Monday, December 9, 2013

Death By 1,000 Cuts - Morgan Stanley Raises Grid Hurdles

English: Morgan Stanley's office on Times Square
The last decade or so has seen the decline in the number of retail brokers, and recently the decline in the number of large brokerage firms. While some may view the latter as a positive, the simple fact is that it is getting more and more difficult for individual financial professionals to maintain their practices, support their clients, and earn a living.

The reality is that the wirehouses would prefer that individual advisers did not exist, so that they could put the commission side of the ledger into the profit column. While that is not going to happen, the firms are moving in that direction. Decreasing commissions, making it impossible to remove false U-5 filings, increased and defamatory BrokerCheck disclosures all have the effect of reducing broker mobility and advancement.

We see these issues every day in our practice - gimmicks to reduce compensation and to increase hurdles, increasing the use of the "zero compensation" for small account policy, bogus terminations in order to avoid bonus payments, or stealing profitable books of business, abusive partnership agreements, and false U-4 and U-5 disclosures. We continue to fight these abuses on behalf of our financial professional clients, but that is one fight at a time, and not a fight that every professional can afford to mount.

And there are the changes that cannot be economically challenges - because the cost to an individual professional is relatively small, but the benefit to the firm is in the millions of dollars. While by no means the worst offender, Morgan Stanley is the latest. It has announced its 2014 compensation plan. In the second amendment in three years following the Smith Barney acquisition, Morgan Stanley is raising revenue bands by 10% for advisors bringing in under $2.5 million. A $1 million producer, for example, would now have to make $1.1 million to attain the same 44% payout.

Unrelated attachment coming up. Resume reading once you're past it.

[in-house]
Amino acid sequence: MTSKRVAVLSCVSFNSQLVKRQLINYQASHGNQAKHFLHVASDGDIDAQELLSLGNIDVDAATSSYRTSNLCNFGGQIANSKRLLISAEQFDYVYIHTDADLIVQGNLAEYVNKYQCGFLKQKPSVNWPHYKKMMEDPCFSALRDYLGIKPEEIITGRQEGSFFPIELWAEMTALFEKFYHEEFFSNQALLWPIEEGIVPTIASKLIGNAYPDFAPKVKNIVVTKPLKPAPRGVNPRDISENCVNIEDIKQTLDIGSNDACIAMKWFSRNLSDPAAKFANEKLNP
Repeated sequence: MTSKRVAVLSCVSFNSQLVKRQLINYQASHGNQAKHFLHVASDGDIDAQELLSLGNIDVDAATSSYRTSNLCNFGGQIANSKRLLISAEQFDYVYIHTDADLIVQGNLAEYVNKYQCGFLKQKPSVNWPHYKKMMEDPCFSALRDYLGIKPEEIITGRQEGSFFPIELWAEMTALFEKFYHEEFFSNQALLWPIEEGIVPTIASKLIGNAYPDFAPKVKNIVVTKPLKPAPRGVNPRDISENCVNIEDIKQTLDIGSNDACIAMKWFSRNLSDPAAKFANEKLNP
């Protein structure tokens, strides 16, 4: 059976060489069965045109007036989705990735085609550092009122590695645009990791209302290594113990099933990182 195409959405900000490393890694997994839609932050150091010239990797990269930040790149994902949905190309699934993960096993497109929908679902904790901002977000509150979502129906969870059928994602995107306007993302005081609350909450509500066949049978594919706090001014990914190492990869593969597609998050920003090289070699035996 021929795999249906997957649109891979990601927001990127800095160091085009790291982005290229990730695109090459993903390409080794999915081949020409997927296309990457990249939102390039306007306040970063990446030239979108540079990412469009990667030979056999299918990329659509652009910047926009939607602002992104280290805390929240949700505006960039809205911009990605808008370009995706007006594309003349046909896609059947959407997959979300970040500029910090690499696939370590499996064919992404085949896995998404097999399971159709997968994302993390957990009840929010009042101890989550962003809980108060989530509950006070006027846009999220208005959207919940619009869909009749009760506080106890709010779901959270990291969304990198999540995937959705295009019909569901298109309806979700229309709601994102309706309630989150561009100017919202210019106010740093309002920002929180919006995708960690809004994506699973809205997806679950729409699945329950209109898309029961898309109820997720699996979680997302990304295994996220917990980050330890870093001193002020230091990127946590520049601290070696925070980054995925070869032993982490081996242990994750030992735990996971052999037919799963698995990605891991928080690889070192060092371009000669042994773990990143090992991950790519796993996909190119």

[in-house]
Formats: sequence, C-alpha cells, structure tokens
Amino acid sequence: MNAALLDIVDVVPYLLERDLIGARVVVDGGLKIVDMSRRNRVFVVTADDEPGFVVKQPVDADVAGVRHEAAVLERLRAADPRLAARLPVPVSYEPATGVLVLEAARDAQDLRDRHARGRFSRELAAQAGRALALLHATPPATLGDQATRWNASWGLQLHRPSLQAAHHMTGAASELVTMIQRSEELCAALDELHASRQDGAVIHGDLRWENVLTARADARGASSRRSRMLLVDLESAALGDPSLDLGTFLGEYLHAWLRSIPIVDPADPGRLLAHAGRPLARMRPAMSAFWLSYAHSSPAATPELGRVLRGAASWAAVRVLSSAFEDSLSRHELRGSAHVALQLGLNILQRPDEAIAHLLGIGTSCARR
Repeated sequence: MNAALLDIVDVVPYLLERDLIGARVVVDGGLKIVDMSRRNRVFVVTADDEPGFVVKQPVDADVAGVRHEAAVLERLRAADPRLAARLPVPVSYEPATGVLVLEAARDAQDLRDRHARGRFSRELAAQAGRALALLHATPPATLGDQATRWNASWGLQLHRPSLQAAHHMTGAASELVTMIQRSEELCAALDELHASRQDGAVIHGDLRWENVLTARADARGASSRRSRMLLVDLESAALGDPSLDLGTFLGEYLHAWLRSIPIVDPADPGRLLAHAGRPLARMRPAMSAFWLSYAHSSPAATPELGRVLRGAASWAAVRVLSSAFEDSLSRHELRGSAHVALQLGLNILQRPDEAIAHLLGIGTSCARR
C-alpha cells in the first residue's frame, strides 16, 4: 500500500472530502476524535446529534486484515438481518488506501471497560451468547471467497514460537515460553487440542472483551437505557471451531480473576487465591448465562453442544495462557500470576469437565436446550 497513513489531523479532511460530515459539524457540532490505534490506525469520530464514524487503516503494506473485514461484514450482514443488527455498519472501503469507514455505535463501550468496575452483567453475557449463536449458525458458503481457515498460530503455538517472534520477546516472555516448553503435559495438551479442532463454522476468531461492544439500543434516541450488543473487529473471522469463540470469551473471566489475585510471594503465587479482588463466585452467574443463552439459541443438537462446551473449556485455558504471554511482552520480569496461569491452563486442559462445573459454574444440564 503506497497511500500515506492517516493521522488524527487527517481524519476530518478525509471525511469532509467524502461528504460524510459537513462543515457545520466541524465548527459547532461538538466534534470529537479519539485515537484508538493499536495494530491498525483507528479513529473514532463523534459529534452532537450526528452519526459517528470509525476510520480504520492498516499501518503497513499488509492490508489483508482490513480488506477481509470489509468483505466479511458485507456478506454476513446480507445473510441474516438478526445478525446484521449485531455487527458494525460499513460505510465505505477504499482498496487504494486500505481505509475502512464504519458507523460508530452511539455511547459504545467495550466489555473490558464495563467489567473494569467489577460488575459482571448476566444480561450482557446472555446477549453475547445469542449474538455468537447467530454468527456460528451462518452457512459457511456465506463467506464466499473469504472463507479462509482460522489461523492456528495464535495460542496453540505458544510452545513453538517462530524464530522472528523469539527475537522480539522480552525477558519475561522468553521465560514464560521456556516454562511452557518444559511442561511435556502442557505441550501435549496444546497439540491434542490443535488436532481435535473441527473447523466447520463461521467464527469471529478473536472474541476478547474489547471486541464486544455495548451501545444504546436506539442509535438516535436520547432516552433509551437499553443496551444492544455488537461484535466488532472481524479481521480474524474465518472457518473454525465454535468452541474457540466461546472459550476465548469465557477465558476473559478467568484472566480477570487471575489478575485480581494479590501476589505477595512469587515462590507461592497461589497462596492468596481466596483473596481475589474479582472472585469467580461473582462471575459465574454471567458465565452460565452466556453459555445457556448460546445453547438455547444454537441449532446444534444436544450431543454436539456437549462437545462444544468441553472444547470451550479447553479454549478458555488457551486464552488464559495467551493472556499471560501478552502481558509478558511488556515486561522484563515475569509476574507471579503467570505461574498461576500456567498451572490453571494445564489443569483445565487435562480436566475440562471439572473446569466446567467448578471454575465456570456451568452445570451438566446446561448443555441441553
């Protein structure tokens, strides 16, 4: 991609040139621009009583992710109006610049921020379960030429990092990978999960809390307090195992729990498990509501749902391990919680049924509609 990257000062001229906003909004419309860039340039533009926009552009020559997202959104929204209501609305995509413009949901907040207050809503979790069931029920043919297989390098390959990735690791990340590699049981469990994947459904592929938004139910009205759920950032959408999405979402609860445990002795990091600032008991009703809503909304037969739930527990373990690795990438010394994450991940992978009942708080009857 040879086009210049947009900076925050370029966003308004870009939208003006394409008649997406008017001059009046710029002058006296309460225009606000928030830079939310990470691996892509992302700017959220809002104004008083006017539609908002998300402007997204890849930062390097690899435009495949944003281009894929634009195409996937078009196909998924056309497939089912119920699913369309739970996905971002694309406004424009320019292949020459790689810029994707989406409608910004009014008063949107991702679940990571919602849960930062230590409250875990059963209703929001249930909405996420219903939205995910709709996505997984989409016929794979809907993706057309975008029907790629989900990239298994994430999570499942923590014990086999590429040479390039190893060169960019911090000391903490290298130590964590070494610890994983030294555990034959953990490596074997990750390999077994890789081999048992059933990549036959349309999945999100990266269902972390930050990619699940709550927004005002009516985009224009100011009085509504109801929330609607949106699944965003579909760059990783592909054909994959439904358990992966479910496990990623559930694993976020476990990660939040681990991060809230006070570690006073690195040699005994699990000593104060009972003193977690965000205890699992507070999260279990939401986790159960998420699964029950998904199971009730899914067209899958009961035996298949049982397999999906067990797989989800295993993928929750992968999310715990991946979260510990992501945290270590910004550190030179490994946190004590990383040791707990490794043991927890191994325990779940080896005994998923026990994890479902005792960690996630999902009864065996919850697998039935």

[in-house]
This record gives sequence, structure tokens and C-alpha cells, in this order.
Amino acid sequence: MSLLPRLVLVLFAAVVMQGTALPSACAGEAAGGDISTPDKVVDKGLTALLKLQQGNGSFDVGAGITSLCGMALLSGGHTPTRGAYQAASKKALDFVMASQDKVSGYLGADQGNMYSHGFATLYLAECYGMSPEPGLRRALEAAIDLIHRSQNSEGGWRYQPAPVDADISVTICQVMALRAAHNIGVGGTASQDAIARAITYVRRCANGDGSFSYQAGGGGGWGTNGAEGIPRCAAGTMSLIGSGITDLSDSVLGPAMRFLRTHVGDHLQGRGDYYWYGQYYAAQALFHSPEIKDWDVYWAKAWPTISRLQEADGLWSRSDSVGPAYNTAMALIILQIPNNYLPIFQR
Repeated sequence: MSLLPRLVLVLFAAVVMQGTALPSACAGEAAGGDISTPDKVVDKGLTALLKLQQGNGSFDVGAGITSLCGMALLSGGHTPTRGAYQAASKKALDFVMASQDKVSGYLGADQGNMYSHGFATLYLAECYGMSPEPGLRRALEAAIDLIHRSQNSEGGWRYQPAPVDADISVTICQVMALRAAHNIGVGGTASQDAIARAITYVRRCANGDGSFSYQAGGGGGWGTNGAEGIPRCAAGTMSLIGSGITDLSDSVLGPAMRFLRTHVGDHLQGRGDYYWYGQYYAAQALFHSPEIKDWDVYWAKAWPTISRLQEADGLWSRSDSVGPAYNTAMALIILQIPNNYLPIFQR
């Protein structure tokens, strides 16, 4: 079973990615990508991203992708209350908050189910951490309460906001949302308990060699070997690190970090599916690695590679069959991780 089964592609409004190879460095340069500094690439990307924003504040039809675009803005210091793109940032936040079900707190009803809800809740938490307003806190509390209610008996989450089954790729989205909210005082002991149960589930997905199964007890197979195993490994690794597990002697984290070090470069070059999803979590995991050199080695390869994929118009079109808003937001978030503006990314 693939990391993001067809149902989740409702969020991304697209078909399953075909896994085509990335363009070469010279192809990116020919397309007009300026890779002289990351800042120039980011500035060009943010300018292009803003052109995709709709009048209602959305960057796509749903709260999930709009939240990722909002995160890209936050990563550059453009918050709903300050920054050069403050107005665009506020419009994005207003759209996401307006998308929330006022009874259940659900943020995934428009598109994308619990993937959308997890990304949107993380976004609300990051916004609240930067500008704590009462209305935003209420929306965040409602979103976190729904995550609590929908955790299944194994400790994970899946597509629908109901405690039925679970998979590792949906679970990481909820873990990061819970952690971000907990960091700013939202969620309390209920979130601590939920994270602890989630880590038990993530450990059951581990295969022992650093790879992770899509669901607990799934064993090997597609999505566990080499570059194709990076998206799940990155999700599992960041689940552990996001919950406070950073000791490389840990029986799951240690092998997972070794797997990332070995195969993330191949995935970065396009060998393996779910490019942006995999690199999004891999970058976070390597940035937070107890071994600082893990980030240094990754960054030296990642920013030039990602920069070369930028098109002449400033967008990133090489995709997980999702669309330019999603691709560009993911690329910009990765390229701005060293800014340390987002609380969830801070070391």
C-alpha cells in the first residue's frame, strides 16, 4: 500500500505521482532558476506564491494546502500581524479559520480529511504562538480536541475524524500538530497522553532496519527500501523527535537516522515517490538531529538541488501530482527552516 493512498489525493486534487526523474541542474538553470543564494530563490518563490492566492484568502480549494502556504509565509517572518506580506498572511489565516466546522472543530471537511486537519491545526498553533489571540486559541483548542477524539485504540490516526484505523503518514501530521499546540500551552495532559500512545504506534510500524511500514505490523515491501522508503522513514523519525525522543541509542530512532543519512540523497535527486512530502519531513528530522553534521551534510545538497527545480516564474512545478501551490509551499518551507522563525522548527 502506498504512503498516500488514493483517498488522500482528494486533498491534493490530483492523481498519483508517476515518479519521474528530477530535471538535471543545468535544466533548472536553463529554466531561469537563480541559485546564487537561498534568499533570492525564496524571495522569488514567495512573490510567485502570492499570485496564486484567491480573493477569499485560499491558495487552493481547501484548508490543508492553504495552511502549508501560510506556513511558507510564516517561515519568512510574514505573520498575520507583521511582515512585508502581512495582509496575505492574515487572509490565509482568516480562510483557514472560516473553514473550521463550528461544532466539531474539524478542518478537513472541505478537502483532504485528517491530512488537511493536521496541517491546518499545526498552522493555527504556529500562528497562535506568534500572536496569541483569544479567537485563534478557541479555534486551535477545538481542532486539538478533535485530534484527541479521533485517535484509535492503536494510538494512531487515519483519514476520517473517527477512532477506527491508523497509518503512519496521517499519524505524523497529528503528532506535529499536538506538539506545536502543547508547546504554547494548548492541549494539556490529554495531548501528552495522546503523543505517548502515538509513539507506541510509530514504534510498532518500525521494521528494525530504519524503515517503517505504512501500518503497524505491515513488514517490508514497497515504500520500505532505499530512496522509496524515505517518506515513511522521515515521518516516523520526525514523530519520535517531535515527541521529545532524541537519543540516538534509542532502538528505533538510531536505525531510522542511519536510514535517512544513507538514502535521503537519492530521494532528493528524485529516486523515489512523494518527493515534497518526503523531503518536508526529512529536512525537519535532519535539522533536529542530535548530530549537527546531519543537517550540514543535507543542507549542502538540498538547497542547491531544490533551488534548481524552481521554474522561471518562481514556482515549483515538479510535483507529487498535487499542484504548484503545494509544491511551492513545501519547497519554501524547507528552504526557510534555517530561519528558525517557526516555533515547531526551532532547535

Fee based account payouts will be decreased by an ‘investment services fee’ of 5 basis points, or 0.05%, on assets held in fee-based accounts. The fee will apply to new money as of 2014. We expect to see that "fee" applied to all accounts by 2015.

Watch for a similar announcement from Wells, Merrill and UBS.

For more detail see Morgan Stanley Raises the Bar with 2014 Comp Plan 
The attorneys at Sallah Astarita & Cox include veteran securities litigators, former SEC Enforcement Attorneys and brokerage firm attorneys. We have decades of experience in securities employment matters, having represented hundreds of professionals for over 30 years. We represent investors, financial professionals and investment firms, nationwide. For more information call 212-509-6544 or send an email.
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